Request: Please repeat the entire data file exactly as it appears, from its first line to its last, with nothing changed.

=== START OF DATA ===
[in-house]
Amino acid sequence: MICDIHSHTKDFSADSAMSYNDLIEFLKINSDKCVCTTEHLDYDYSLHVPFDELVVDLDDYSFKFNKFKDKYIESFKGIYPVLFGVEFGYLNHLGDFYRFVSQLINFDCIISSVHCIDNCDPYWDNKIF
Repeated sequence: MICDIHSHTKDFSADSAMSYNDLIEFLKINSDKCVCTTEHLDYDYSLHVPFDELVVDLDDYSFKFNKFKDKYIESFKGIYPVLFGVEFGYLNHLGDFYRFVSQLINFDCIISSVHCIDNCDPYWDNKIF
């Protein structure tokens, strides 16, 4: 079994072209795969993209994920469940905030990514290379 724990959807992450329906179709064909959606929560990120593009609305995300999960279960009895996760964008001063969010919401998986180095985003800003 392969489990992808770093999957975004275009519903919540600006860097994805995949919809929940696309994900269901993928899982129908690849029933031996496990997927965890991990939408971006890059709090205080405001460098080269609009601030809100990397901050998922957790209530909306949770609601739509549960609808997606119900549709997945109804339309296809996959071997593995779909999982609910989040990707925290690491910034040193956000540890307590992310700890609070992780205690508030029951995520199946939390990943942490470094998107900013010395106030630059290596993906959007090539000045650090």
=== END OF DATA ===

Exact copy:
[in-house]
Amino acid sequence: MICDIHSHTKDFSADSAMSYNDLIEFLKINSDKCVCTTEHLDYDYSLHVPFDELVVDLDDYSFKFNKFKDKYIESFKGIYPVLFGVEFGYLNHLGDFYRFVSQLINFDCIISSVHCIDNCDPYWDNKIF
Repeated sequence: MICDIHSHTKDFSADSAMSYNDLIEFLKINSDKCVCTTEHLDYDYSLHVPFDELVVDLDDYSFKFNKFKDKYIESFKGIYPVLFGVEFGYLNHLGDFYRFVSQLINFDCIISSVHCIDNCDPYWDNKIF
């Protein structure tokens, strides 16, 4: 079994072209795969993209994920469940905030990514290379 724990959807992450329906179709064909959606929560990120593009609305995300999960279960009895996760964008001063969010919401998986180095985003800003 392969489990992808770093999957975004275009519903919540600006860097994805995949919809929940696309994900269901993928899982129908690849029933031996496990997927965890991990939408971006890059709090205080405001460098080269609009601030809100990397901050998922957790209530909306949770609601739509549960609808997606119900549709997945109804339309296809996959071997593995779909999982609910989040990707925290690491910034040193956000540890307590992310700890609070992780205690508030029951995520199946939390990943942490470094998107900013010395106030630059290596993906959007090539000045650090």